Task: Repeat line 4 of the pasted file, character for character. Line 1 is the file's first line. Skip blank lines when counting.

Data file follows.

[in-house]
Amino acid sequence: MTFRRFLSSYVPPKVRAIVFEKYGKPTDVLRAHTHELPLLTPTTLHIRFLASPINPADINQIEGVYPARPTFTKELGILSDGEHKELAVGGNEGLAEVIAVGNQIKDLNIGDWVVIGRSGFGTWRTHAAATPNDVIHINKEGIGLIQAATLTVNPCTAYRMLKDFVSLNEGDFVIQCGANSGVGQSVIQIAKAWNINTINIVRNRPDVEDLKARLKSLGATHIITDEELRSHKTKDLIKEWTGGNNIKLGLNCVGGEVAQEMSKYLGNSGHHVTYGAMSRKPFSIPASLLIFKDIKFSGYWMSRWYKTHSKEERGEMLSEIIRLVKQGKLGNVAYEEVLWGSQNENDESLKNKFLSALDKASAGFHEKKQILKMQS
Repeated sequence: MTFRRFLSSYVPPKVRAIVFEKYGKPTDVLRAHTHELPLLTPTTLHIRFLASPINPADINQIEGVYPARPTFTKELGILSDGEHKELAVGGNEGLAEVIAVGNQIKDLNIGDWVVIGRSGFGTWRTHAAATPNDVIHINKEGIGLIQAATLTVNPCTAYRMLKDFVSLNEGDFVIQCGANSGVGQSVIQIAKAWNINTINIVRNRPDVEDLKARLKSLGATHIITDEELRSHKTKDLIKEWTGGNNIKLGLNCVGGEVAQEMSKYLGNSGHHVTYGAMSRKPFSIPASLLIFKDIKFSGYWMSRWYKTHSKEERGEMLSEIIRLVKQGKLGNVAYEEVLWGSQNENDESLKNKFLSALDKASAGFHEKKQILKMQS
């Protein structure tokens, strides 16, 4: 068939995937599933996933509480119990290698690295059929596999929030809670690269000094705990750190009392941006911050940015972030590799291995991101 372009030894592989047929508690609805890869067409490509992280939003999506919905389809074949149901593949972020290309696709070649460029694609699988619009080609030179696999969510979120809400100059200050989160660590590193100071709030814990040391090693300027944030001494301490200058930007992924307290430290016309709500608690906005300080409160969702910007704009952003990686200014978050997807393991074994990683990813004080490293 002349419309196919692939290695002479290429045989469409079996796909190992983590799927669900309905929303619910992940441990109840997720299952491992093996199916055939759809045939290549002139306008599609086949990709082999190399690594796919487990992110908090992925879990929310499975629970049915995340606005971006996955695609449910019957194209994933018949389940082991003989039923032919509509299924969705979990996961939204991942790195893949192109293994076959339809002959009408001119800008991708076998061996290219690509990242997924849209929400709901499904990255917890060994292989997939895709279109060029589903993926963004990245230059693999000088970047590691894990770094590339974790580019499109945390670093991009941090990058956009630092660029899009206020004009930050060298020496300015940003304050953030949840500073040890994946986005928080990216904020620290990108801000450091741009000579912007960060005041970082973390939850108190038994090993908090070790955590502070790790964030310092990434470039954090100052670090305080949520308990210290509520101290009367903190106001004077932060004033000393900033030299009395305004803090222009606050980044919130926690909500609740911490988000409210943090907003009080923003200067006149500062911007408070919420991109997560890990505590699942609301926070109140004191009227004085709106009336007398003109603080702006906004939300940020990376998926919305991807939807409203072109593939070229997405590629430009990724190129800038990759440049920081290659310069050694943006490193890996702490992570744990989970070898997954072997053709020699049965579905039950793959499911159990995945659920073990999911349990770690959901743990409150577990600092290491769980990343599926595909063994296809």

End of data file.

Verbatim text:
């Protein structure tokens, strides 16, 4: 068939995937599933996933509480119990290698690295059929596999929030809670690269000094705990750190009392941006911050940015972030590799291995991101 372009030894592989047929508690609805890869067409490509992280939003999506919905389809074949149901593949972020290309696709070649460029694609699988619009080609030179696999969510979120809400100059200050989160660590590193100071709030814990040391090693300027944030001494301490200058930007992924307290430290016309709500608690906005300080409160969702910007704009952003990686200014978050997807393991074994990683990813004080490293 002349419309196919692939290695002479290429045989469409079996796909190992983590799927669900309905929303619910992940441990109840997720299952491992093996199916055939759809045939290549002139306008599609086949990709082999190399690594796919487990992110908090992925879990929310499975629970049915995340606005971006996955695609449910019957194209994933018949389940082991003989039923032919509509299924969705979990996961939204991942790195893949192109293994076959339809002959009408001119800008991708076998061996290219690509990242997924849209929400709901499904990255917890060994292989997939895709279109060029589903993926963004990245230059693999000088970047590691894990770094590339974790580019499109945390670093991009941090990058956009630092660029899009206020004009930050060298020496300015940003304050953030949840500073040890994946986005928080990216904020620290990108801000450091741009000579912007960060005041970082973390939850108190038994090993908090070790955590502070790790964030310092990434470039954090100052670090305080949520308990210290509520101290009367903190106001004077932060004033000393900033030299009395305004803090222009606050980044919130926690909500609740911490988000409210943090907003009080923003200067006149500062911007408070919420991109997560890990505590699942609301926070109140004191009227004085709106009336007398003109603080702006906004939300940020990376998926919305991807939807409203072109593939070229997405590629430009990724190129800038990759440049920081290659310069050694943006490193890996702490992570744990989970070898997954072997053709020699049965579905039950793959499911159990995945659920073990999911349990770690959901743990409150577990600092290491769980990343599926595909063994296809």